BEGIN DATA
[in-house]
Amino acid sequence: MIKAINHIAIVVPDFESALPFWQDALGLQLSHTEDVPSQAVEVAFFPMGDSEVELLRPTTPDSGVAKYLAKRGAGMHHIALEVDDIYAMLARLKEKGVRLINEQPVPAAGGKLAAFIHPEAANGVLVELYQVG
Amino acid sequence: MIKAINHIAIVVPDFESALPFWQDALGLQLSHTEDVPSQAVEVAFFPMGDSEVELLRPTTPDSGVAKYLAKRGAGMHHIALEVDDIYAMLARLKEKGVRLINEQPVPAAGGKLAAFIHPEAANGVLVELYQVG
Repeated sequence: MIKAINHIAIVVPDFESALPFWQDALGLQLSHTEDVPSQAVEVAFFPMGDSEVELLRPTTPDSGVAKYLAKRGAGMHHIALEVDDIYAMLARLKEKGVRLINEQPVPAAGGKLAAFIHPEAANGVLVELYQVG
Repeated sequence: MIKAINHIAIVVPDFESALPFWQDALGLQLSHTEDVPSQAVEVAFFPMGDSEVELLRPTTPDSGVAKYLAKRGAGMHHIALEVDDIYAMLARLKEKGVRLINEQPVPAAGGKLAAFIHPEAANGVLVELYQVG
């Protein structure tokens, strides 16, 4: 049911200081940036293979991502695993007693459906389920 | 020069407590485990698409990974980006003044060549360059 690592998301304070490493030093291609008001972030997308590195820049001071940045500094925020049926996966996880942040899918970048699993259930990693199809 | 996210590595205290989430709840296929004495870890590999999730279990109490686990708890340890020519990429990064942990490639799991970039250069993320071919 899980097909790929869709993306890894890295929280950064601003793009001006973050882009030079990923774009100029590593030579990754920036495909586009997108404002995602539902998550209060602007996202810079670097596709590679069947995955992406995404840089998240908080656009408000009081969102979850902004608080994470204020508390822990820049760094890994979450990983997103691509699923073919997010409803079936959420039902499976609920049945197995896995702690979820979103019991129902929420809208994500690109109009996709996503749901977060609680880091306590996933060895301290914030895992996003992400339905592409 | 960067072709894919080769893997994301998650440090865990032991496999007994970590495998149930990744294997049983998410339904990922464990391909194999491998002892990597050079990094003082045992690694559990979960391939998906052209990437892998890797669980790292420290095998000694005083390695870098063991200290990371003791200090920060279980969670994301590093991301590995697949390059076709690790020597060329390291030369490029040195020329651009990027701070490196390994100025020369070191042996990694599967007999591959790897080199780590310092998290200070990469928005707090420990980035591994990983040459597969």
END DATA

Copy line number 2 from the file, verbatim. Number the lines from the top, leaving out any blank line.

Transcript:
Amino acid sequence: MIKAINHIAIVVPDFESALPFWQDALGLQLSHTEDVPSQAVEVAFFPMGDSEVELLRPTTPDSGVAKYLAKRGAGMHHIALEVDDIYAMLARLKEKGVRLINEQPVPAAGGKLAAFIHPEAANGVLVELYQVG